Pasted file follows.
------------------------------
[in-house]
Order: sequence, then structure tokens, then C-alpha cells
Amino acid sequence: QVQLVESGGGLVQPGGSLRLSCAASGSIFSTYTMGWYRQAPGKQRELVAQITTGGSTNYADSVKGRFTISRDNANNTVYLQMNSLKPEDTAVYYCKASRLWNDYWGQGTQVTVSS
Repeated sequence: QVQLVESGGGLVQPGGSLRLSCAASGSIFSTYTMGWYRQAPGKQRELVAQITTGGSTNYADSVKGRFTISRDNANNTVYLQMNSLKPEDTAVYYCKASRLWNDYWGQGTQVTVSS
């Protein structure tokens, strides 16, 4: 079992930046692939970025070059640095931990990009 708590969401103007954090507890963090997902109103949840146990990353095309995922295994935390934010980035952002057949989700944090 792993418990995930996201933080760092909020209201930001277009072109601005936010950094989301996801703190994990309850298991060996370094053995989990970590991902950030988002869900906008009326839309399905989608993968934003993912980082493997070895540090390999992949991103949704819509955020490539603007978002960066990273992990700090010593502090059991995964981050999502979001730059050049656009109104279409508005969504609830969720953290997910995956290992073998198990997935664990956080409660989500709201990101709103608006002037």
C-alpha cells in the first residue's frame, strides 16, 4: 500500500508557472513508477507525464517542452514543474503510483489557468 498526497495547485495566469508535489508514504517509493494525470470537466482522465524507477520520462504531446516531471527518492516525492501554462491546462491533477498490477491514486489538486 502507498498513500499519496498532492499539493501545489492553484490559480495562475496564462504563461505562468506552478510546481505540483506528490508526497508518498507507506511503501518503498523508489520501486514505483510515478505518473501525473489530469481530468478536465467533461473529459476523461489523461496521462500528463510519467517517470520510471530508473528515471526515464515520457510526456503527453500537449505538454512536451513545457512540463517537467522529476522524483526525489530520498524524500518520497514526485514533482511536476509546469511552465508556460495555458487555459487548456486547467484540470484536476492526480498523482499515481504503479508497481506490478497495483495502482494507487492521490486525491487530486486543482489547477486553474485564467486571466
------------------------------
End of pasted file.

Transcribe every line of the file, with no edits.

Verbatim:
[in-house]
Order: sequence, then structure tokens, then C-alpha cells
Amino acid sequence: QVQLVESGGGLVQPGGSLRLSCAASGSIFSTYTMGWYRQAPGKQRELVAQITTGGSTNYADSVKGRFTISRDNANNTVYLQMNSLKPEDTAVYYCKASRLWNDYWGQGTQVTVSS
Repeated sequence: QVQLVESGGGLVQPGGSLRLSCAASGSIFSTYTMGWYRQAPGKQRELVAQITTGGSTNYADSVKGRFTISRDNANNTVYLQMNSLKPEDTAVYYCKASRLWNDYWGQGTQVTVSS
């Protein structure tokens, strides 16, 4: 079992930046692939970025070059640095931990990009 708590969401103007954090507890963090997902109103949840146990990353095309995922295994935390934010980035952002057949989700944090 792993418990995930996201933080760092909020209201930001277009072109601005936010950094989301996801703190994990309850298991060996370094053995989990970590991902950030988002869900906008009326839309399905989608993968934003993912980082493997070895540090390999992949991103949704819509955020490539603007978002960066990273992990700090010593502090059991995964981050999502979001730059050049656009109104279409508005969504609830969720953290997910995956290992073998198990997935664990956080409660989500709201990101709103608006002037």
C-alpha cells in the first residue's frame, strides 16, 4: 500500500508557472513508477507525464517542452514543474503510483489557468 498526497495547485495566469508535489508514504517509493494525470470537466482522465524507477520520462504531446516531471527518492516525492501554462491546462491533477498490477491514486489538486 502507498498513500499519496498532492499539493501545489492553484490559480495562475496564462504563461505562468506552478510546481505540483506528490508526497508518498507507506511503501518503498523508489520501486514505483510515478505518473501525473489530469481530468478536465467533461473529459476523461489523461496521462500528463510519467517517470520510471530508473528515471526515464515520457510526456503527453500537449505538454512536451513545457512540463517537467522529476522524483526525489530520498524524500518520497514526485514533482511536476509546469511552465508556460495555458487555459487548456486547467484540470484536476492526480498523482499515481504503479508497481506490478497495483495502482494507487492521490486525491487530486486543482489547477486553474485564467486571466